Updated from 2:44 p.m. ET with comments from an economist
NEW YORK ( TheStreet) -- The Federal Reserve's minutes from its latest policy-making meeting released on Wednesday noted that a number of participants were willing to scale back on monetary stimulus as soon as June.
The minutes, which reflect a meeting among Federal Open Market Committee members from April 30 through May 1, suggested there is still a split among central bankers as to when the Fed should reduce or end its current pace of $85 billion a month in purchases of longer-term Treasuries and mortgage-backed securities.
"A number of participants expressed willingness to adjust the flow of purchases downward as early as the June meeting if the economic information received by that time showed evidence of sufficiently strong and sustained growth; however, views differed about what evidence would be necessary and the likelihood of that outcome," the minutes said.The minutes said one participant preferred to begin scaling back on easing immediately. Major U.S. equity markets sold off shortly after the Fed released its minutes, despite holding gains through most of the session, as worries spread that tapering could begin soon. "I think the market picked it up right today by selling off," Lance Roberts, chief economist at StreetTalk Advisors, said in a phone call from Houston. "They may be reaching the limits of the effectiveness of monetary policy, not in terms of how much you can ramp up asset prices, but how much you can actually affect the economy." Below is the Fed's entire transcript of the meeting minutes.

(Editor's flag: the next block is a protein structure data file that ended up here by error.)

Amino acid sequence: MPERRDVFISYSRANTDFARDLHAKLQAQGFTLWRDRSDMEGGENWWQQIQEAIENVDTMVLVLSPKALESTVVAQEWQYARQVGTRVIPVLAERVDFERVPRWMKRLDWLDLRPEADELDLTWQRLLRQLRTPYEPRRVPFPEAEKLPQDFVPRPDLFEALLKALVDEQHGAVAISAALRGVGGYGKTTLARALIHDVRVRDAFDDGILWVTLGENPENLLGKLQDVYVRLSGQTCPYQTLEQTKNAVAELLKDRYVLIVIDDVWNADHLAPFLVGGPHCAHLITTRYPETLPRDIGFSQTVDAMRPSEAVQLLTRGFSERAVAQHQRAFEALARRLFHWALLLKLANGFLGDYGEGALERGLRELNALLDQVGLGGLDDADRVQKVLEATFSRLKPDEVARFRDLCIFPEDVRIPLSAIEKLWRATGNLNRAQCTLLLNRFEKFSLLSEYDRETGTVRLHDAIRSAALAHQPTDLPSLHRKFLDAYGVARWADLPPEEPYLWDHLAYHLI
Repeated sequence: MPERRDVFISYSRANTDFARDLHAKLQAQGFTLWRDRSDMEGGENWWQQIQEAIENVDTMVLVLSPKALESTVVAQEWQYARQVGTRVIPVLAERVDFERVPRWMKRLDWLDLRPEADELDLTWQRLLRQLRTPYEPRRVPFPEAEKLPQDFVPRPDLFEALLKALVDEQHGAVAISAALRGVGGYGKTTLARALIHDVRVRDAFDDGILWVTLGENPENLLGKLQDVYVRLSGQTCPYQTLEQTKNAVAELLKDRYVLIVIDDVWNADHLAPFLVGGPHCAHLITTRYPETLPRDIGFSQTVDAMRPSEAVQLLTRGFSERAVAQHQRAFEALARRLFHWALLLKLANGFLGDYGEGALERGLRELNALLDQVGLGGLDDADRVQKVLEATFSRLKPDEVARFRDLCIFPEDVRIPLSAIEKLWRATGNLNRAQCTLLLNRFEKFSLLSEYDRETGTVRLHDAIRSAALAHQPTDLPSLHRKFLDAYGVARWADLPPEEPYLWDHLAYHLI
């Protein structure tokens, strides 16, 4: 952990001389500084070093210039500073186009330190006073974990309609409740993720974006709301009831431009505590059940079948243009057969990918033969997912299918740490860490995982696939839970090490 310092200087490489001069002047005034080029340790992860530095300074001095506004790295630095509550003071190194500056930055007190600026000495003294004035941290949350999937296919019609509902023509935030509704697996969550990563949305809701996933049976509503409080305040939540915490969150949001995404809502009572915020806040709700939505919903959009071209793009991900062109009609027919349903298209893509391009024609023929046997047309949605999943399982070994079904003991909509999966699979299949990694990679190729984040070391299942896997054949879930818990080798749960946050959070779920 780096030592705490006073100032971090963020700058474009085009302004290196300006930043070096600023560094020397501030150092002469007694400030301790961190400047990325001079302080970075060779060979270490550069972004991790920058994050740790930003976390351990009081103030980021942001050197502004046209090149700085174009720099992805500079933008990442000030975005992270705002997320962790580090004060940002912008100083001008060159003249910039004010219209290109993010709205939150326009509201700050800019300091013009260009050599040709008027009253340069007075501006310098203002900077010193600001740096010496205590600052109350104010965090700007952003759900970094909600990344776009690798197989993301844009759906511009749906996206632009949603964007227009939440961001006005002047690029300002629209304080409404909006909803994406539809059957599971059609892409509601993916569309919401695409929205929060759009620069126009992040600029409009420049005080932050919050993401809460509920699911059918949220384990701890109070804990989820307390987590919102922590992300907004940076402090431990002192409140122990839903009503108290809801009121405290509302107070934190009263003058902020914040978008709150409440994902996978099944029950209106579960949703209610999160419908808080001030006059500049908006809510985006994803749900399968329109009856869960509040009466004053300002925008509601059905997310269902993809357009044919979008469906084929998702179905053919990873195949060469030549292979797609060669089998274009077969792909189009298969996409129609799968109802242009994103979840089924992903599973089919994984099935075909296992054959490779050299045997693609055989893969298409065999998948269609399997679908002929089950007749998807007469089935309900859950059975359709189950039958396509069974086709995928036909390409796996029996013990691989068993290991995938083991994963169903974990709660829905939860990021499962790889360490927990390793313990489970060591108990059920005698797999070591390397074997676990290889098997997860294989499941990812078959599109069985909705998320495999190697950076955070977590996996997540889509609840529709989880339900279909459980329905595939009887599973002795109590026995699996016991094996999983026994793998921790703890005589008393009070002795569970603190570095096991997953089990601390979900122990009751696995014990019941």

Developments in Financial Markets and the Federal Reserve's Balance Sheet The Manager of the System Open Market Account (SOMA) reported on developments in domestic and foreign financial markets as well as the System open market operations during the period since the Federal Open Market Committee (FOMC) met on March 19-20, 2013. By unanimous vote, the Committee ratified the Open Market Desk's domestic transactions over the intermeeting period. There were no intervention operations in foreign currencies for the System's account over the intermeeting period. By unanimous vote, the Committee agreed to extend the reciprocal currency (swap) arrangements with the Bank of Canada and the Banco de Mexico for an additional year beginning in mid-December 2013; these arrangements are associated with the Federal Reserve's participation in the North American Framework Agreement of 1994. The arrangement with the Bank of Canada allows for cumulative drawings of up to $2 billion equivalent, and the arrangement with the Banco de Mexico allows for cumulative drawings of up to $3 billion equivalent. The vote to renew the System's participation in these swap arrangements was taken at this meeting because a provision in the Framework Agreement requires each party to provide six months' prior notice of an intention to terminate its participation. Staff Review of the Economic Situation The information reviewed at the April 30-May 1 meeting indicated that economic activity expanded at a moderate pace in the first quarter. In March, the unemployment rate edged down further, although it continued to be elevated, and employment growth slowed. Consumer price inflation was relatively low, while measures of longer-run inflation expectations remained stable. After faster gains in January and February, private nonfarm employment increased at a subdued rate in March, and government employment declined slightly. The unemployment rate was 7.6 percent in March, a little below its average in the fourth quarter of last year. The labor force participation rate also edged down to below its fourth-quarter average. The rate of long-duration unemployment and the share of workers employed part time for economic reasons declined somewhat in March, but these measures remained well above their pre-recession levels. Indicators of near-term labor market conditions were consistent with projections of moderate increases in employment in the coming months: Measures of job openings generally moved up, but the rate of gross private-sector hiring and indicators of firms' hiring plans were subdued, on balance, and initial claims for unemployment insurance trended up a little over the intermeeting period. Manufacturing production decreased slightly in March but expanded at a brisk rate in the first quarter as a whole, supported in part by a recovery in output following Hurricane Sandy, and the rate of manufacturing capacity utilization in March was somewhat higher than in the fourth quarter. The production of motor vehicles and parts rose solidly in March, but factory output outside of the motor vehicle sector declined. Automakers' schedules indicated that the pace of motor vehicle assemblies in the coming months would be a bit below that in March. Broad indicators of manufacturing production, such as the diffusion indexes of new orders from the national and regional manufacturing surveys, were at levels that pointed to small increases in factory output in the near term. Real personal consumption expenditures (PCE) expanded at a solid pace in March and in the first quarter as a whole. Some factors that tend to influence household spending were generally positive in recent months. For example, real disposable income increased in February and March, supported in part by recent declines in retail gasoline prices that raised household purchasing power and offset to some extent the effects of this year's higher payroll and income taxes. In addition, household net worth likely rose in recent months as a result of higher equity values and home prices. In contrast, consumer sentiment in the Thomson Reuters/University of Michigan Surveys of Consumers was roughly flat, on balance, in March and April and remained relatively downbeat. Conditions in the housing sector continued to improve, as real expenditures for residential investment expanded briskly in the first quarter, although from a low level. Total combined starts of new single-family homes and multifamily units increased in March to a level well above that at the beginning of the year. Home prices continued to rise through February, and sales of new homes rose in March, but sales of existing homes decreased a little. Growth in real business expenditures on equipment and software slowed in the first quarter. Nominal shipments of nondefense capital goods excluding aircraft continued to rise gradually in February and March, but new orders were slightly below the level of shipments, pointing to modest gains in shipments in the near term. Other forward-looking indicators, such as surveys of business conditions and capital spending plans, also suggested that outlays for business equipment would rise at a subdued pace in the coming months. Real business spending for nonresidential construction declined a little in the first quarter. Real inventory investment increased in the first quarter, and business inventories in most industries appeared to be broadly aligned with sales in recent months. Real federal government purchases declined markedly in the first quarter, led by a significant decrease in defense spending, which may have partially reflected the anticipated effects of the federal spending sequestration. Real state and local government purchases also decreased somewhat in the first quarter, as state and local construction expenditures continued to decline. The advance release of first-quarter data for the national income and product accounts showed that real net exports of goods and services also subtracted moderately from real gross domestic product (GDP) growth, as real imports outpaced real exports. Overall consumer prices, as measured by the price index for PCE, edged down in March and rose just 1 percent from a year earlier. Consumer energy prices declined in March, and retail gasoline prices fell further in the first few weeks of April. Consumer food prices only edged up in March. Consumer prices excluding food and energy were flat in March, and their increase from 12 months earlier was similar to that for total consumer prices. Near-term inflation expectations from the Thomson Reuters/University of Michigan Surveys of Consumers were slightly lower in April, and longer-term inflation expectations in the survey were little changed and remained within the narrow range that they have occupied for several years. Measures of labor compensation indicated that gains in nominal wages remained subdued. Increases in the employment cost index were modest over the year ending in the first quarter. Average hourly earnings for all employees were unchanged in March, and hourly earnings gains in the first quarter as a whole were muted. Economic growth in foreign economies overall in the first quarter of 2013 showed only a small improvement from that registered in the second half of 2012. Real GDP growth picked up in the United Kingdom, and recent indicators suggested that the pace of contraction moderated in the euro area. In contrast, economic growth in China slowed abruptly after surging late last year. Foreign inflation appeared to increase a little in the first quarter, partly as a result of higher food prices in several emerging market economies, but remained quite moderate. Staff Review of the Financial Situation Financial conditions improved a little, on balance, over the intermeeting period. Yields of longer-term Treasury securities and foreign benchmark sovereign bonds declined appreciably, reflecting the somewhat negative tone of U.S. and foreign economic data releases as well as policy actions by the Bank of Japan that were more accommodative than the markets had expected. Equity prices rose modestly, on net, supported in part by solid quarterly earnings reports. The expected path of the federal funds rate implied by market quotes shifted down moderately over the intermeeting period. However, the Desk's survey of primary dealers, conducted prior to the April 30-May 1 meeting, indicated that the dealers continued to view the third quarter of 2015 as the most likely time for the initial increase in the target federal funds rate. The median dealer anticipated that the FOMC would maintain its current pace of asset purchases through December 2013 and saw the second quarter of 2014 as the most probable time for the end of asset purchases, implying a slight upward revision to the projected total size of the Federal Reserve's asset purchase program. Over the intermeeting period, near-term measures of inflation compensation derived from yields on nominal and inflation-protected Treasury securities moved lower amid somewhat disappointing economic data and declines in energy and other commodity prices; forward measures of inflation compensation changed little at longer horizons. Yields on agency mortgage-backed securities (MBS) decreased about in line with those on nominal Treasury securities of comparable duration. Conditions in domestic dollar funding markets were generally little changed, and offshore dollar funding markets reacted only modestly to the elevated uncertainty surrounding the negotiations, early in the intermeeting period, to resolve the banking crisis in Cyprus. Some indicators of the condition of domestic financial institutions weakened slightly. Share prices for the largest domestic banking organizations declined somewhat, on balance, and bank credit default swap spreads edged a bit higher, on average, across the larger firms in the sector. Broad equity price indexes increased, on net, over the intermeeting period, likely reflecting solid quarterly earnings reports, stable medium-term earnings expectations, and lower interest rates. Option-implied volatility for the S&P 500 index over the near term remained in a range that was low by historical standards. Yields on corporate bonds fell roughly in line with those on Treasury securities of comparable maturity, generally leaving their spreads little changed. The rate of corporate bond issuance by nonfinancial firms remained robust in March and April. Consistent with recent trends, some companies reportedly retired a notable portion of their outstanding commercial paper and issued longer-term bonds in comparable amounts. Syndicated leveraged loans were issued at a record pace in the first quarter, supported by strong demand for this type of asset, particularly from nonbank institutions. Gross public issuance of equity by nonfinancial firms was solid over the same period. Conditions in some segments of the commercial real estate (CRE) sector continued to improve in recent months. Outstanding CRE loans held by commercial banks edged up in the past two quarters following a prolonged period of decline, and commercial mortgage-backed security issuance was strong in the first quarter. According to the Senior Loan Officer Opinion Survey on Bank Lending Practices (SLOOS) conducted in April, the fraction of banks that eased standards on CRE loans over the past three months increased to a relatively high level, while demand for these loans strengthened further. CRE prices continued to move up slowly, and price indexes for various market segments reached levels last seen in late 2008. Rates on conforming home mortgage loans declined over the intermeeting period, and the spread between the primary mortgage rate and MBS yields remained well below its peak during the second half of 2012. The estimated pace of mortgage refinancing originations continued to be high, supported by historically low mortgage rates. However, purchase mortgage applications stayed at low levels. Overall delinquencies trended lower for both prime and subprime mortgages, primarily reflecting the very tight underwriting standards imposed over the past several years. Consumer credit continued to expand in January and February, mostly driven by sizable increases in nonrevolving credit. Growth was particularly strong in auto loans as well as in student loans extended through the Department of Education's Direct Loan Program. In contrast, total revolving credit was about flat amid continued tight underwriting standards and terms on credit card loans. Issuance of consumer asset-backed securities--in particular, those backed by subprime auto loans--remained robust in recent months. Total bank credit expanded moderately during the first quarter of 2013. Gains continued to be concentrated in commercial and industrial (C&I) loans, which increased especially strongly at domestic banks. In the April SLOOS, relatively large net fractions of these banks reported having eased standards and reduced spreads on C&I loans to firms of all sizes. M2 grew at a faster pace in March and April than earlier in the year, possibly boosted by the higher level of annual tax payments and refunds relative to recent years. Meanwhile, the monetary base expanded briskly over those two months, driven mainly by the increase in reserve balances resulting from the Federal Reserve's asset purchases. Early in the intermeeting period, prices of a range of risky assets abroad fell in reaction to reports of the "bail-in" of depositors at banks in Cyprus and the imposition of an extended bank holiday in that country, but outside of Cyprus those movements generally proved temporary. Euro-area equity indexes, which fell as stresses in Cyprus intensified, ended the period up slightly. By contrast, stock prices in Japan rose sharply, as the Bank of Japan surprised investors with the scale of its new monetary policy program aimed at raising inflation to 2 percent. Yields on longer-term Japanese government bonds displayed considerable volatility in the days following the announcement, although they were little changed, on net, over the intermeeting period. Outside of Japan, foreign benchmark sovereign yields fell over the intermeeting period, with market commentary citing weak U.S. and foreign macroeconomic data releases, increased expectations for further monetary accommodation by some foreign central banks, and the announcement by the Bank of Japan. After appreciating, on balance, since early this year, the dollar depreciated against most currencies, although it continued to appreciate against the yen. Emerging market stock prices changed little, on net, and emerging market equity mutual funds experienced modest outflows. Staff Economic Outlook In the economic forecast prepared by the staff for the April 30-May 1 FOMC meeting, the projection for real GDP growth was little revised from that prepared for the March meeting. With fiscal policy expected to be tighter this year than last year, the staff still anticipated that the pace of expansion in real GDP would only somewhat exceed the growth rate of potential output in 2013. The staff also continued to project that real GDP would accelerate gradually in 2014 and 2015, supported by an eventual easing in the effects of fiscal policy restraint on economic growth, increases in consumer and business sentiment, further improvements in credit availability and financial conditions, and accommodative monetary policy. The expansion in economic activity was anticipated to slowly reduce the slack in labor and product markets over the projection period, and the unemployment rate was expected to decline gradually. The staff's forecast for inflation was also little revised from the projection prepared for the March FOMC meeting. With longer-run inflation expectations assumed to remain stable, energy prices expected to continue to trend down, and significant resource slack persisting over the forecast period, the staff continued to project that inflation would remain subdued through 2015. The staff viewed the uncertainty around its forecast for economic activity as similar to the average level over the past 20 years. However, the risks to this outlook were viewed as skewed to the downside, reflecting in part concerns about the situation in Europe. Although the staff saw the outlook for inflation as uncertain, the risks were viewed as balanced and not unusually high. Participants' Views on Current Conditions and the Economic Outlook In their discussion of the economic situation, meeting participants generally indicated that they viewed the information received during the intermeeting period as suggesting that the economy was expanding at a moderate pace despite some softness in recent economic data. Conditions in the labor market showed some continued improvement, although the unemployment rate remained elevated. Spending by consumers continued to expand, supported by better credit conditions, rising equity and housing prices, and lower energy prices; and the housing sector improved further. However, growth in business investment spending slowed somewhat, and fiscal policy appeared to be exerting significant near-term restraint on the economy. Perhaps reflecting more subdued growth abroad, especially in Europe and China, net exports weakened in the first quarter. Participants generally saw the economic outlook as little changed since they met in March. However, economic data releases over the intermeeting period were mixed, raising some concern that the recovery might be slowing after a solid start earlier this year, thereby repeating the pattern observed in recent years. Various views on this prospect were offered, from those participants who put more emphasis on the underlying momentum of the economy, noting the strengthening in private domestic final demand, to those who stressed the growing fiscal restraint or the other headwinds still facing the economy. Participants continued to anticipate that, with appropriate monetary policy, growth would proceed at a moderate pace over the medium run and that the unemployment rate would decline gradually toward levels consistent with the Committee's mandate. A number of participants noted that the balance of risks to growth remained to the downside, al-though a couple suggested that such risks had diminished appreciably since last fall. A few participants warned that, in light of ongoing fiscal restraint and a weak global outlook, economic data could remain soft for the next few months, regardless of the underlying strength of the economy. Consumer spending was reported to be strong in a number of areas of the country and, more broadly, appeared to be supported by rising equity and house prices, improved household balance sheets, and easier credit conditions. However, concerns were expressed that this rate of growth in consumer expenditures might not be sustainable without the support of a notable pickup in business investment and hiring. Other factors that might affect spending also were mentioned. For example, the losses in income and wealth experienced during the crisis might lead households to be more cautious in their spending and to save at a higher rate; wealth gains in recent years appeared concentrated among higher-net-worth individuals, who may have a lower propensity to spend out of additional wealth; and retailers reported weakness in spending by lower-income households, who had been more affected by the increase in payroll taxes. Participants saw the housing market as having strengthened further during the intermeeting period and pointed variously to rising house prices, growth in home sales, a lower inventory of houses for sale, a reduction in the average time houses stayed on the market, and encouraging reports from homebuilders. More all-cash or investor purchases were being reported, and the pace of home purchases overall appeared to be constrained less by a lack of demand than by a lack of homes for sale, in part reflecting fewer newly foreclosed houses coming onto the market. The rate of new delinquencies on mortgages declined nearly to pre-crisis levels, and the pipeline of properties in the foreclosure process was being slowly worked down, in part through modifications and short sales. Over time, the supply of homes for sale was expected to increase as new construction picked up and sellers saw more attractive opportunities to put their houses on the market. The improvement in the housing sector was also seen as contributing to a pickup in activity in related industries. With some exceptions, business contacts were reporting continued caution about expanding investment or payrolls. Reports included some weakening in manufacturing activity, due in part to reduced demand from abroad, and farm exports in one District were projected to be flat following strong growth in previous years. However, the CRE sector showed some signs of recovery, and survey results indicated that the terms of CRE lending were easing and loan demand increasing. The federal spending sequestration and recent tax increases were viewed as restraining aggregate demand. Participants differed somewhat in their assessments of the magnitude of these effects on the economy, with views ranging from an estimate of substantial fiscal drag to one of less restraint than previously expected. A few participants mentioned the sequestration's impact on hiring and spending by the defense industry or government contractors, but one participant noted that a decline in expected future tax liabilities of the private sector associated with lower federal spending might provide a partial offset to the economic effects of the budget cuts. Participants generally saw signs of improvement in labor market conditions despite the weaker-than-expected March payroll employment figure. Employment growth in earlier months had been solid, and more-recent improvements included the further decline in the unemployment rate in March and the gradual progress being made in some other labor market indicators. However, several participants cautioned that the drop in the unemployment rate in the latest month was also accompanied by another reduction in the labor force participation rate; the decline in labor force participation over recent quarters could indicate that the reduction in overall labor market slack had been substantially smaller than suggested by the change in the unemployment rate over that period. One participant commented that assessing the shortfall of employment from its maximum level required taking account of not only the gap between the unemployment rate and its corresponding natural rate, but also the gap between the labor force participation rate and its longer-term trend--a trend which was admittedly subject to considerable uncertainty. A few participants mentioned that job growth may have been restrained to an extent by businesses postponing hiring because of uncertainties over the implementation of health-care legislation or because they were unable to find certain types of skilled workers. Both headline and core PCE inflation in the first quarter came in below the Committee's longer-run goal of 2 percent, but these recent lower readings appeared to be due, in part, to temporary factors; other measures of inflation as well as inflation expectations had remained more stable. Accordingly, participants generally continued to expect that inflation would move closer to the 2 percent objective over the medium run. Nonetheless, a number of participants expressed concern that inflation was below the Committee's target and stressed that future price developments bore careful watching. Most of the recent reports from business contacts revealed little upward pressure on prices or wages. A couple of participants expressed the view that an additional monetary policy response might be warranted should inflation fall further. It was also pointed out that, even absent further disinflation, continued low inflation might pose a threat to the economic recovery by, for example, raising debt burdens. One participant focused instead on the upside risks to inflation over the longer term resulting from highly accommodative monetary policy. Financial conditions appeared to have eased further over the intermeeting period: Longer-term interest rates declined significantly, banks loosened their C&I lending terms and standards on balance, and competition to make commercial and auto loans was strong. Businesses were reportedly still borrowing to refinance, but they had begun to take out more new loans as well. While the Committee's accommodative policy continued to provide support to financial conditions, events abroad also influenced U.S. markets over the intermeeting period. In particular, the Bank of Japan announced a new monetary policy program that was considerably more expansionary than markets had expected. Financial conditions in Europe improved somewhat over the period, but some participants still saw the situation in Europe as posing downside risks to U.S. growth. At this meeting, a few participants expressed concern that conditions in certain U.S. financial markets were becoming too buoyant, pointing to the elevated issuance of bonds by lower-credit-quality firms or of bonds with fewer restrictions on collateral and payment terms (so-called covenant-lite bonds). One participant cautioned that the emergence of financial imbalances could prove difficult for regulators to identify and address, and that it would be appropriate to adjust monetary policy to help guard against risks to financial stability. In discussing the effects of the Committee's asset purchases, several participants pointed to the improvement in interest-sensitive sectors, such as consumer durables and housing, over the recent period as evidence that the purchases were having positive results for the economy. The effects on a range of asset prices of the Bank of Japan's recent announcement were cited as added evidence that large-scale asset purchases were effective in easing financial conditions and thereby helping stimulate economic activity. In evaluating the prospects for benefits from asset purchases, however, one participant viewed uncertainty about U.S. fiscal and regulatory policies as interfering with the transmission of monetary policy and as preventing asset purchases from having a meaningful effect on the real economy. Participants also touched on the conditions under which it might be appropriate to change the pace of asset purchases. Most observed that the outlook for the labor market had shown progress since the program was started in September, but many of these participants indicated that continued progress, more confidence in the outlook, or diminished downside risks would be required before slowing the pace of purchases would become appropriate. A number of participants expressed willingness to adjust the flow of purchases downward as early as the June meeting if the economic information received by that time showed evidence of sufficiently strong and sustained growth; however, views differed about what evidence would be necessary and the likelihood of that outcome. One participant preferred to begin decreasing the rate of purchases immediately, while another participant preferred to add more monetary accommodation at the current meeting and mentioned that the Committee had several other tools it could potentially use to do so. Most participants emphasized that it was important for the Committee to be prepared to adjust the pace of its purchases up or down as needed to align the degree of policy accommodation with changes in the outlook for the labor market and inflation as well as the extent of progress toward the Committee's economic objectives. Regarding the composition of purchases, one participant expressed the view that, in light of the substantial improvement in the housing market and to avoid further credit allocation across sectors of the economy, the Committee should start to shift any asset purchases away from MBS and toward Treasury securities. Committee Policy Action Committee members saw the information received over the intermeeting period as suggesting that economic activity had been expanding at a moderate pace. Labor market conditions had shown some improvement in recent months, on balance, but the unemployment rate remained elevated. Household spending and business fixed investment advanced, and the housing sector had strengthened further, but fiscal policy was restraining economic growth. The Committee expected that, with appropriate monetary policy accommodation, economic growth would proceed at a moderate pace and result in a gradual decline in the unemployment rate toward levels that the Committee judged consistent with its dual mandate. Members generally continued to anticipate that, with longer-term inflation expectations stable and persisting slack in resource utilization, inflation over the medium term would likely run at or below the Committee's 2 percent objective. In their discussion of monetary policy for the period ahead, all but one member judged that a highly accommodative stance of monetary policy was warranted in order to foster a stronger economic recovery in a context of price stability. The Committee agreed to continue purchases of MBS at a pace of $40 billion per month and purchases of longer-term Treasury securities at a pace of $45 billion per month, as well as to maintain the Committee's reinvestment policies. The Committee also retained its forward guidance about the federal funds rate, including the thresholds on the unemployment and inflation rates. One member dissented from the Committee's policy decision, expressing concern that the continued high level of monetary accommodation increased the risks of future economic and financial imbalances and, over time, could cause an increase in inflation expectations.